Booker Scott Beggs Looks Back On His Time at LaGrange

It's been almost two years since we talked to booker Scott Beggs for this column. He was one of the first approached for it, as he's done a lot for Dallas and Deep Ellum's entertainment intake through the years, but his most recent gig booking for LaGrange came to an end rather abruptly, when the club announced its closing last week, just a couple months after its restaurant neighbor, Rock and Roll Tacos, shuttered its operation.

See also: - After three years, LaGrange closes its doors

That was a great run you had at LaGrange. Thanks for all you brought. Thanks, Ayo. The last year was a lot of fun, with a few disappointments thrown in, obviously. But overall, I've been thrilled to be back with my Deep Ellum family again. One of the best parts of the last year has been reacquainting myself with our local scene. Before, I had been pretty much focused on national touring artists. The last several years I was with Trees and Gypsy Tea Room, and more recently with Sierra Bravo Productions. I've been impressed with some of the new bands. It's been great getting to know some of the artists that might still have been in diapers when I first started booking shows.

Such as? Sealion, Whiskey Folk Ramblers, Quaker City Nighthawks, Ishi, Missile, Goodnight Ned, House Harkonnen, Convoy and the Cattlemen, The Phuss, Mothership, The Virgin Wolves, Maleveller, Black Habits. Man, I haven't even made it through three months of our past calendar and I already realize I'm leaving out great bands. I was always excited to see what Hotel Tesseract would bring us, and it was great to work with my old friends at Final Friday again. And with our Zound Sounds/School of Rock "farm system," I think it's safe to say the Dallas scene is doing damn good these days.

I can't not touch on some of the nationals you brought, through. FEAR was really fun, for instance. FEAR, Zeke, Shovels & Rope, Hub City Stompers, Koffin Kats, The Business, Riverboat Gamblers/Mind Spiders. Wow, again, we did some good shows, and I have no doubt I'm leaving more out.

So, now you're relocating your fall/winter bookings, and I hear it's going well. I know Christmas night with Hagfish and the Riverboat Gamblers is a go for Trees. Were there any casualties in relocating? It's tough to express how thankful I am for my friends in this scene that have stepped up to help us salvage most of the shows on our calendar. Double Wide, Trees, Lee Harvey's Prophet Bar, Club Dada, they've all picked up the slack for us. There were a couple of shows that we couldn't accommodate, Rigor Mortis being the one that bummed me out the most, but we'll reschedule them for the spring, and they'll be playing for Bruce Corbitt's 50th birthday bash on 12/22 at the Rail Club.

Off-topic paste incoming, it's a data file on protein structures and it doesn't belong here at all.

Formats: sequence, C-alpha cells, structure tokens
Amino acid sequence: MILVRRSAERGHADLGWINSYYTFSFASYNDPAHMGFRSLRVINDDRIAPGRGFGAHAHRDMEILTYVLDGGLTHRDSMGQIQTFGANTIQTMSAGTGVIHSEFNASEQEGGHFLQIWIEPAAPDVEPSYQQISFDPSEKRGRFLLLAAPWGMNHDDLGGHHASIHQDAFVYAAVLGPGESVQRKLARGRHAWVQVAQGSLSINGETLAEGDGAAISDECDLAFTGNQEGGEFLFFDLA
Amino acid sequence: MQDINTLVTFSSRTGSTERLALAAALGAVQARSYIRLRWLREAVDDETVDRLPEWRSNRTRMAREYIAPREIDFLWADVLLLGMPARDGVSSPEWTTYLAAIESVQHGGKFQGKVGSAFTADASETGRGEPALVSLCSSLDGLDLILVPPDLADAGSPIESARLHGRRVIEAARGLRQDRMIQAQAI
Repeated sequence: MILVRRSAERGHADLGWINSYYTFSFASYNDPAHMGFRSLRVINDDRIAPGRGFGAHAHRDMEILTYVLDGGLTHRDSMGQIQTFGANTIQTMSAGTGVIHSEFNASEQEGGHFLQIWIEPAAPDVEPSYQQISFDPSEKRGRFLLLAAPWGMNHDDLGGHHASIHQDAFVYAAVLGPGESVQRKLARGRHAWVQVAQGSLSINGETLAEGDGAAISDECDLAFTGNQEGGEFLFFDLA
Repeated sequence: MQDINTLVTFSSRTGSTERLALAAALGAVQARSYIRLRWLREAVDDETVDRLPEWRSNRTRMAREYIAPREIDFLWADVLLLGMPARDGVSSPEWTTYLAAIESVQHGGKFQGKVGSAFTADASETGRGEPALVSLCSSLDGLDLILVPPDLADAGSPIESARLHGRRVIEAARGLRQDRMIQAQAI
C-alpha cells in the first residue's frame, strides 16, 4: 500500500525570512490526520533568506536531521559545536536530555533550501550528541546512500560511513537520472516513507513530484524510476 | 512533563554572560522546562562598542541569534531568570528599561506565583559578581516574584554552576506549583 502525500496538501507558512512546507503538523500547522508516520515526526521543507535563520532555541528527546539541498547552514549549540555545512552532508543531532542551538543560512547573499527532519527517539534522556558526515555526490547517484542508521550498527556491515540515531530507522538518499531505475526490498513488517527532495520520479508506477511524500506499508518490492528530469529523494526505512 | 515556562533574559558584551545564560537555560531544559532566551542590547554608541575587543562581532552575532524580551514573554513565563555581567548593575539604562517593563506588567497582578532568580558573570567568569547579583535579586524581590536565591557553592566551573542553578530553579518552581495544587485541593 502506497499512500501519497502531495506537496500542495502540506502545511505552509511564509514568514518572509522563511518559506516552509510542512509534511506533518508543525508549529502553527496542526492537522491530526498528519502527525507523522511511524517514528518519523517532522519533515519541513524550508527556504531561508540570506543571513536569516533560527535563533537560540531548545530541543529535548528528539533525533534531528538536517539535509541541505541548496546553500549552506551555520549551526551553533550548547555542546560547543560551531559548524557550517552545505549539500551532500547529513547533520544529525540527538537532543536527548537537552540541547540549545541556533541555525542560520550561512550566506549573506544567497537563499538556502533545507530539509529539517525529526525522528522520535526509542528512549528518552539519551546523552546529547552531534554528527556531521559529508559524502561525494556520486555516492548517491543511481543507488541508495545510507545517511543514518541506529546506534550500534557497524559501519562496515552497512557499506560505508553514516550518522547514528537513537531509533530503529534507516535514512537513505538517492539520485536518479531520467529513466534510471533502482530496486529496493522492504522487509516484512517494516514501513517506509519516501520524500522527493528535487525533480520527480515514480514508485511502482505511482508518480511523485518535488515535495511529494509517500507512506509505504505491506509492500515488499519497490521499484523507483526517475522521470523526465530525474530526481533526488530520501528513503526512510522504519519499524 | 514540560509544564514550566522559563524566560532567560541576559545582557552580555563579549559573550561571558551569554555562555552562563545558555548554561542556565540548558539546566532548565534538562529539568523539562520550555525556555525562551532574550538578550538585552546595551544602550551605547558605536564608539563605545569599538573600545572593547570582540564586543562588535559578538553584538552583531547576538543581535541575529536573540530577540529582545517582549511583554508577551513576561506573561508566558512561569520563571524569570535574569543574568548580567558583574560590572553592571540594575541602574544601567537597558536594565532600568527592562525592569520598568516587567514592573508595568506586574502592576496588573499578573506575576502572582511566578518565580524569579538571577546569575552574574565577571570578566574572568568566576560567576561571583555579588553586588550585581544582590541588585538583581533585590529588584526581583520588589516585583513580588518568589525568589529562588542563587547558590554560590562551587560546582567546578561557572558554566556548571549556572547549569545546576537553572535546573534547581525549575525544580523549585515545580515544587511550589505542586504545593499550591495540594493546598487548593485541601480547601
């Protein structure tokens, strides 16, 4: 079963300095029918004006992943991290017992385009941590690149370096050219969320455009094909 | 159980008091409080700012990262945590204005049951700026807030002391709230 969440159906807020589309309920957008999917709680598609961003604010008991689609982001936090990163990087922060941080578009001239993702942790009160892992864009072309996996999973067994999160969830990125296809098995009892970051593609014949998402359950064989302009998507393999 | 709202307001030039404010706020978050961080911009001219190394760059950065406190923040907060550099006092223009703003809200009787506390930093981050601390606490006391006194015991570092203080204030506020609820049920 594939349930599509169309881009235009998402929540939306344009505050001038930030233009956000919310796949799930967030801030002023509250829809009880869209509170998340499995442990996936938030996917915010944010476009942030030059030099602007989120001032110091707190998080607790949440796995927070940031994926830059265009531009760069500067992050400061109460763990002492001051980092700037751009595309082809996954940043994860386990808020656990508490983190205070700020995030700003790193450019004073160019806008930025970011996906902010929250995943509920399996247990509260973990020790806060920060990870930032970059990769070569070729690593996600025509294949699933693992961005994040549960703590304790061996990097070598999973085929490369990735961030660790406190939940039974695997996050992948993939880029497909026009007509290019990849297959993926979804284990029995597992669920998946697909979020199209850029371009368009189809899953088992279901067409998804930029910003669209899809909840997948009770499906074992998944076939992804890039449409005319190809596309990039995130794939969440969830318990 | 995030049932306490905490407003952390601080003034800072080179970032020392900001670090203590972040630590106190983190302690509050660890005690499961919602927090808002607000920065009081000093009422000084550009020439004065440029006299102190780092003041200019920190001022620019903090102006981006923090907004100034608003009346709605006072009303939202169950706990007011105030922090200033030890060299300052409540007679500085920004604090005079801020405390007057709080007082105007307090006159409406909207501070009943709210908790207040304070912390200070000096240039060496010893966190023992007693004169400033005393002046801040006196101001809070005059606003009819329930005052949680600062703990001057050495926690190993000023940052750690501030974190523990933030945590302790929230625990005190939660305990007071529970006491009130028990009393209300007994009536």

LaGrange seemed to have a lot going for it: location, visibility. Were there things you and the gang might have tried a different way, if we were able to back up? The biggest struggle we faced was running a kitchen efficiently. It's not easy. I think ultimately the inconsistencies in the cafe side kept us from maintaining the momentum we were creating in the venue.

LaGrange certainly wasn't all you had going on. What are your other embedded projects, and what's next for you? I'll still be booking shows at Trees, Double Wide, and elsewhere occasionally. And I still love working the bigger shows at Cowboys Stadium, AAC, Dia de los Toadies. And I'm usually involved when the Observer produces a live music event. I'll be doing something with music. I've been in the real world recently and it's scary out there.

Want to say anything to your LaGrange supporters? I'm thankful for the opportunity given to me by Stephanie and Rob Schumacher. I wish we could have hit a home run, but I also think we did a solid job considering where we started. The staff, bands, and music fans, as well as those that would join us for brunch, Dr. Sketchy, or whatever event we hosted, made this a fun stop for me. I truly believe in this neighborhood, and the artists and business owners that support it, and look forward to being involved in the future of Deep Ellum.

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Alan Ayo